0
$\begingroup$

I would like some help with a fairly basic "value of money" question. (I'm very much a beginner in this field so please bear with me.)

I'm writing about income changes throughout a decade (2010-2019). And I would like to convert a bunch of random incomes (lump sums) from different years to their "2020" value.

I found the formula for the present and future value calculations. My problem is that I do not know what to put in place of the "r" and if I'm using the right formula.

Suppose that I have an amount of $3000, and this amount is an income in the year 2011. Now do I understand it correctly that I need to use the FV formula if I want to know its value for the current year (2020)?

So it would look something like: FV = 3000 x (1+r1) x (1+r2) ... x (1+r9), right? (9 because 2020-2011 = 9, that's why I wrote 9, correct me if I'm wrong please)

Similarly, with another example, would $5000 from 2019 look like this for 2020: FV = 5000 x (1+r1) ? So just one r.

But what exactly is r? Is it simply the inflation for each year? Do I just take the yearly inflation rate of my country in each year from 2011 to 2019 and use it as r1, r2, r3 etc.? Or from 2012 to 2020? IF it really is just the inflation rate, then for r1 do I start with the inflation rate of 2011 or 2012? If I'd like to see the value of a 2011 lump sum for 2020, then r1 should be the inflation rate of 2012? Or what do I put in the place of r if not this?

OR do I have to do something entirely different to get the results I need?

Thanks in advance, any help is very much appreciated!!

$\endgroup$
1
$\begingroup$

This question implies to me that you want to convert historical incomes to “2020 dollars”. The standard way to do that is to use the consumer price index (CPI). Note that this is the level, not the rate of change (“inflation rate”).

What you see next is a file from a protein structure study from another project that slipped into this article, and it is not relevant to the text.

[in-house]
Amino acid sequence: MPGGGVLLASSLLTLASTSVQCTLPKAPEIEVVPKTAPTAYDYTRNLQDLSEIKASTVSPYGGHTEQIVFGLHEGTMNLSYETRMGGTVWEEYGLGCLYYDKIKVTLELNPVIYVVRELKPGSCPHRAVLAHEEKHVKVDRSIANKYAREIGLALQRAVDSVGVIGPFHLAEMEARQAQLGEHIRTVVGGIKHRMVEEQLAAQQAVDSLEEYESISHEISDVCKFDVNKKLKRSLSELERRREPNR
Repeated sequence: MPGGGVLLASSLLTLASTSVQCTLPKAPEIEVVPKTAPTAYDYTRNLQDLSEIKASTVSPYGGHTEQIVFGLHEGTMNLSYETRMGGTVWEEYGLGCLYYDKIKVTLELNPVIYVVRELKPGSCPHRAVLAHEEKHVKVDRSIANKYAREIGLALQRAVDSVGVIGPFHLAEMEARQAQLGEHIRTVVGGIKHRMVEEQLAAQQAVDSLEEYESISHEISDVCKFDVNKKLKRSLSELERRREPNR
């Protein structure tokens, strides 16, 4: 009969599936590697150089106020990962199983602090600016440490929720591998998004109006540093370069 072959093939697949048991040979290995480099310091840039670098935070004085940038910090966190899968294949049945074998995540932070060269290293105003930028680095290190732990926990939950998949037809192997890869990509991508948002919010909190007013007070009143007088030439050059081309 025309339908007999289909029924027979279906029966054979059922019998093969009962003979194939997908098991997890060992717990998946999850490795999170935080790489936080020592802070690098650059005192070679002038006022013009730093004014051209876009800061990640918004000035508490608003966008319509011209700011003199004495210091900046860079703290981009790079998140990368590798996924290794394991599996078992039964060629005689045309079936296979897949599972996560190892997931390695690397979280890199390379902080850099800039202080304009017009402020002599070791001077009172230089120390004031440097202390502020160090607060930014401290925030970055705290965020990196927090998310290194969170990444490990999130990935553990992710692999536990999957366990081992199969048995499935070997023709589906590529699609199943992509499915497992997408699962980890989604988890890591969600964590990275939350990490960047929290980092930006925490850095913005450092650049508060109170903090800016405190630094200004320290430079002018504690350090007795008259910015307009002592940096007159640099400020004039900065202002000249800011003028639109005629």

The formula for a year T is straightforward:

(Income in “2020 dollars”) = (income in year T) *(CPI index in 2020)/(CPI in year T).

For example, if the income was \$100 in a year where the CPI was 60, and the 2020 CPI is 110, the income in 2020 dollars is \$100*(110/60).

If you wanted to convert future incomes to 2020 dollars, you would need to create an assumed inflation rate. You would either use the PV formula, or use the above formula with an extrapolated CPI. How the future inflation rate is determined is your decision.

| improve this answer | |
$\endgroup$
  • $\begingroup$ Okay, so would it then be incorrect to use the FV formula with the inflation rates for each year in the formula? In what way would that result and the one you suggested be different? Thanks $\endgroup$ – Vermilion Apr 30 at 16:15
  • $\begingroup$ Are you discussing historical data? In which case you just use the index level. It’s only future values that you requires you to use an assumed inflation rate. $\endgroup$ – Brian Romanchuk Apr 30 at 18:53
  • $\begingroup$ Yes the incomes are all in the past decade. The inflation is not assumed as the years are in the past and I can find the rates, no? I have several different incomes during different years and I was told that 100 dollars now cannot be directly compared to 100 dollars ten years ago. So now I'm trying to bring all the past incomes to a comparable common ground in 2020. What you first describe seems just what I need, but could I also do this with the FV formula, applied for a 2011 income with the inflation rates of 2011, 2012 ... 2020 as the r value? As in what's the FV of a 2011 income for 2020? $\endgroup$ – Vermilion Apr 30 at 20:10
  • $\begingroup$ You need the CPI index levels. It would take more work to use the inflation rates - you would need to do the equivalent of calculating the index levels. $\endgroup$ – Brian Romanchuk Apr 30 at 21:35
  • $\begingroup$ Alright, but do I need the CPIs to refer to a common year? Because for the country I'm looking at, I found the CPI levels to always use the previous year as "100". Wouldn't I need one fixed year in the past as 100 for the others to be correct in my graph? So e.g. CPI in 2012 takes CPI in 2011 as "100", whereas CPI in 2013 takes CPI in 2012 as "100". Is this a problem? $\endgroup$ – Vermilion May 1 at 8:23

Your Answer

By clicking “Post Your Answer”, you agree to our terms of service, privacy policy and cookie policy

Not the answer you're looking for? Browse other questions tagged or ask your own question.